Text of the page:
• bowenbowen Registered User regular
    edited March 2010
    Learn to cook the local cuisine and use that knowledge to your advantage when you move back home. Learning Chinese as well is a huge plus, any foreign language is a huge plus for that matter.

  • CelestialBadgerCelestialBadger Registered User regular
    edited March 2010
    I think you'd be mad not to take the time to really seriously study Chinese. With the way China is growing in power and importance, knowing the language will be a major plus. I don't mean just take evening classes as an idle hobby, but if you can afford it take a full-time course that will make you truly proficient in the language, as well as taking every opportunity to practice your language by socialising with local people (not just expats).

  • MoSiAcMoSiAc Registered User regular
    edited March 2010
    I think you'd be mad not to take the time to really seriously study Chinese. With the way China is growing in power and importance, knowing the language will be a major plus. I don't mean just take evening classes as an idle hobby, but if you can afford it take a full-time course that will make you truly proficient in the language, as well as taking every opportunity to practice your language by socialising with local people (not just expats).

    Yeah I wanna basically repeat this. If I had two years to kill, and money to use I'd take as many courses in the language as I could. China is getting to be one of the economic powers it seems and it would never hurt to be able to speak the language.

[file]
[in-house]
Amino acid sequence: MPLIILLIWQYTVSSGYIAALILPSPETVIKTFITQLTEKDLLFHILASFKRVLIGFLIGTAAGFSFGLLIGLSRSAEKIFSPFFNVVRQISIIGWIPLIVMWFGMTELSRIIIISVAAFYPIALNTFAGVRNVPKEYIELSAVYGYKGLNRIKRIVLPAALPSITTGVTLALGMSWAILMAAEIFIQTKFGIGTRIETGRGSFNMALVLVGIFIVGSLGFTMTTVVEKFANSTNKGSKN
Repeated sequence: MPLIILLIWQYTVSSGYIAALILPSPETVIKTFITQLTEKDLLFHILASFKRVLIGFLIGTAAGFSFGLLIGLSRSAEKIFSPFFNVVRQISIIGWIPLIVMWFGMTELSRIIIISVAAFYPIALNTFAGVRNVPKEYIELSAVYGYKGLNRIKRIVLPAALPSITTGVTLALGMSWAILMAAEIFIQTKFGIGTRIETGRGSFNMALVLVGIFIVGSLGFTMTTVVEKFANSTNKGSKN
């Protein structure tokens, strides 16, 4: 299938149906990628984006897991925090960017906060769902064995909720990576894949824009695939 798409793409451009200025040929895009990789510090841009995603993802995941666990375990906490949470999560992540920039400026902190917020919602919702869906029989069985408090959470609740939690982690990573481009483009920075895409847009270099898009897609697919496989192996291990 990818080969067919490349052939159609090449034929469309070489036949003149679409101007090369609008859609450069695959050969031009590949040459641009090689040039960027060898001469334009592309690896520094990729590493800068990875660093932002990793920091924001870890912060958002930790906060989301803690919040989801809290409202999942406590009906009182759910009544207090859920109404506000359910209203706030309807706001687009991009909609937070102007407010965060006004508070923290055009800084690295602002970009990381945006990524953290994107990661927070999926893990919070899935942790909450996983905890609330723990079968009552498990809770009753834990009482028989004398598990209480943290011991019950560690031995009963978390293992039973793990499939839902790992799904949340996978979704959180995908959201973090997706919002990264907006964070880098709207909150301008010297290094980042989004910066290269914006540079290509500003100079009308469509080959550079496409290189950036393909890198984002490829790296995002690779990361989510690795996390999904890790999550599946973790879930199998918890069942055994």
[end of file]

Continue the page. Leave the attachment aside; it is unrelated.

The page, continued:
Monster Hunter Tri US: MoSiAc - U46FJF - Katrice | RipTen - Gaming News | Los Comics
  • chaosisorderchaosisorder Cupcake Princess OregonRegistered User regular
    edited March 2010
    Aldo wrote: »
    I'm kind of amazed you hadn't thought about this prior to departure, it's usually a subject of big fights within relationships.

    We went over it before leaving- we'd have been crazy to pass up this opportunity, no matter the hit my career takes. It's China, for pete's sake! AWESOME!

    We're in immersion Mandarin classes 3 times a week for 2 hours, one on one, so I have a feeling that combined with random daily adventures will mean a strong education in Mandarin. I'm also taking violin and calligraphy lessons for shits and giggles.

    Unfortunately, my degree is incredibly useful over here, but not without me speaking much stronger Mandarin. My background is plant pathology (we fix sick plants and identify harmful bugs) so, yeah, China has some ag going on. We're also in one of the biggest fossil beds in the world so I'm trying to get in touch with local universities to do volunteer work. I've also been looking at doing editing work for students applying for U.S. universities.

    Just trying to come up with a variety of options and maybe see some awesome opportunity I'm missing.